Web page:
Zeus' second wife was Themis, who bore the Fates“to whom wise Zeus gave the greatest honor, Clotho, and Lachesis, and Atropos who give mortal men evil and good to have." (901) Here Hesiod co-opts the power of destiny from the powers of darkness, because he’d already sang at 217 of Nyx; “Also she bare the Moirai (Morae, Fates) and the ruthless avenging Keres (Death-Fates), Clotho and Lachesis and Atropos, who give men at their birth both evil and good to have.”
Zeus then married his third wife, Eurynome, Apollonius Rhodius, in Argonautica 1.498 says "He [Orpheus] sang of . . . how, in the beginning, Ophion and Eurynome, daughter of Oceanus (Oceanus), governed the world from snow-clad Olympus.” Wedding Eurynome connects Zeus with a primordial goddess and the Orphic mysteries.
Zeus' fourth wife was his sister, Demeter, who bore Persephone. This gets Zeus involved with the Eleusian mysteries and the Orphic-Zagreus myth.
The fifth wife of Zeus is Mnemosyne, from whom came the nine Muses: It is these daughters of Zeus who insure his own unfailing glory along with Hesiod’s.
His sixth wife was Leto, who gave birth to Apollo and Artemis. Thereby gaining control of the Oracle at Delphi when Apollo inherited it from this maternal grandmother Phoebe.
Zeus' seventh and final wife was his sister Hera. Marrying his sister reduces the possibility of nephews and brothers-in-laws trying to overthrow him. Conveniently, his sister Hestia and daughters Artemis and Athena chose virginity as a life-style. His daughter Persephone and ally Hecate seem sterilized by their environment. And again his first five wives produced no sons. All a little too convenient for a king worried about a god greater than his father. You’d think he would have married Thetis and co-opted the theogony of Alcman frag. 5[iii] that makes her a primordial creatrix, but obviously he couldn’t do that for the reason above.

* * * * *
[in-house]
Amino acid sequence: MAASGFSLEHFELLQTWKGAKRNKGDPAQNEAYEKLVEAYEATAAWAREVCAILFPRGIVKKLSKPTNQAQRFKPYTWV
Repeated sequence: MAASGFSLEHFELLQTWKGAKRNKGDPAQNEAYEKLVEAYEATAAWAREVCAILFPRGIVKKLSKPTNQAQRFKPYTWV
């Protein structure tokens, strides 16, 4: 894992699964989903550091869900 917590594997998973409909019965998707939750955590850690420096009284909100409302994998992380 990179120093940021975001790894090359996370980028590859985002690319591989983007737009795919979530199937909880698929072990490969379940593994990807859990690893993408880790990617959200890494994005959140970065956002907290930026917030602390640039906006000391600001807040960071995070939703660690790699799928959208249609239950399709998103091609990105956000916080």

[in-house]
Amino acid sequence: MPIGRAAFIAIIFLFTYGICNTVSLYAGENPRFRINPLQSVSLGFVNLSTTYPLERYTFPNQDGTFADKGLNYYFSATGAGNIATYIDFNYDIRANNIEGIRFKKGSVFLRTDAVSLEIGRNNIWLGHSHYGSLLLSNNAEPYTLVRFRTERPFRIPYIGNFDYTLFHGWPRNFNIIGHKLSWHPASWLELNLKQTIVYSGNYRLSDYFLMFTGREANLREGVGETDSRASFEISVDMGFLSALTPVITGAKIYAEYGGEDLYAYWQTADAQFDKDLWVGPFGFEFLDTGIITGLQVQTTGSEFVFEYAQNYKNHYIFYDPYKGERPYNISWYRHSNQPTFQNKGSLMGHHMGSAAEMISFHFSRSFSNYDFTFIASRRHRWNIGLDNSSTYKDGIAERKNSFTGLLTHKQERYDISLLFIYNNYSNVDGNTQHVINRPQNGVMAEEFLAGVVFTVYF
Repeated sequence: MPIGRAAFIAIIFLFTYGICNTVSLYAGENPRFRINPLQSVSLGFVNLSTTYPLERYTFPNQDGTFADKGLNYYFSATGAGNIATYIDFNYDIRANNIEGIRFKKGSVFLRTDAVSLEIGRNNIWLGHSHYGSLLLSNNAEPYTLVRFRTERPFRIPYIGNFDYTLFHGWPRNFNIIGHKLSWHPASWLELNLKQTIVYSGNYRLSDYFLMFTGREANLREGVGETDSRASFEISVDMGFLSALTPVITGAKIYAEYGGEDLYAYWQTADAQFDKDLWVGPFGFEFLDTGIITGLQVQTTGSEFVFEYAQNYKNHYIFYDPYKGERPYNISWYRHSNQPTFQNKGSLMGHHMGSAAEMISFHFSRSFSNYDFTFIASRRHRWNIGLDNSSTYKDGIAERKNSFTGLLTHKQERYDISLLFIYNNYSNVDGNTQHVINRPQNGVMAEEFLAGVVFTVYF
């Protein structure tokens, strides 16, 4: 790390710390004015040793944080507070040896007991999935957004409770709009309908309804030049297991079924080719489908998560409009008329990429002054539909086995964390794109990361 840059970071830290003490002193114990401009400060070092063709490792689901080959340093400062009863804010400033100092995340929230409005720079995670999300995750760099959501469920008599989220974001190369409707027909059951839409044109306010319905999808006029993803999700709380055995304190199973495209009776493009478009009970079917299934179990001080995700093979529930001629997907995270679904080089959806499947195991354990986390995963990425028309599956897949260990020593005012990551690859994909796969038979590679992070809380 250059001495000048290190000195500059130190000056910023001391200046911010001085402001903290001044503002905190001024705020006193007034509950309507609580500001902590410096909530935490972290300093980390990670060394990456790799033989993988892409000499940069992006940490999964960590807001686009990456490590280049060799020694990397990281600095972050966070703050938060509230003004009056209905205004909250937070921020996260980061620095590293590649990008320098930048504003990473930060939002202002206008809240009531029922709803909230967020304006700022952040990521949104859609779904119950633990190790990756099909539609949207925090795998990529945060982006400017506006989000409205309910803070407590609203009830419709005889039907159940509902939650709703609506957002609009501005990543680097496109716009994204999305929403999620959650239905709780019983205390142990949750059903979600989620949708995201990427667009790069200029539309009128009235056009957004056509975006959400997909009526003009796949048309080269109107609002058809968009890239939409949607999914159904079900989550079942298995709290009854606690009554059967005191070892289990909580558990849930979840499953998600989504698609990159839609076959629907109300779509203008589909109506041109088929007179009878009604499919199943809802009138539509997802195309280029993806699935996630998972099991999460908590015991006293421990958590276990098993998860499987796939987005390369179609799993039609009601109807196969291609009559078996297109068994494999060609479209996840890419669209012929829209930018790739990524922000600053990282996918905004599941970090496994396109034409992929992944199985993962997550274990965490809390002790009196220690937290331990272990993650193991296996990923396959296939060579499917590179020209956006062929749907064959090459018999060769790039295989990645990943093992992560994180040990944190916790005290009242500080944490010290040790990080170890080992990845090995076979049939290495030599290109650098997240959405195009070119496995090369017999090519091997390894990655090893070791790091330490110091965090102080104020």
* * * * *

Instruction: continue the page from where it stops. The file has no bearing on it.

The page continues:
In summary, I think the list of lovers on Mt Ida in the Iliad, really did reflect Zeus lust and passion; these truly were his greatest hits, he might have rearranged the sequence in the arousing retelling. The list of wives from Hesiod, is something that Hesiod came up with Machiavellian intent, out of context with his own poem and nothing but Ancient Greek bowdlerization.
[i] The Homeric Hymn to Apollo refers to Leto as queenly, but there is no mention of her being the wife of Zeus. Plus the poet is clearly trying to kiss up to Apollo, so saying nice things about Leto helps his cause. I just found this; "First did the Moirai (Fates) in their golden chariot bring heavenly Themis, wise in counsel, by a gleaming pathway from the springs of Oceanus to the sacred stair of Olympus, there to be the primal bride of the Saviour Zeus." Pindar, Fragment 30. And during the passionate tryst on Mt Ida, Zeus refers to his sister Demeter as “the fair-tressed queen” (14.326). But there is no suggestion that she was his wife and this could just be a flourish to add to the ascending scale of social status with Hera at the top.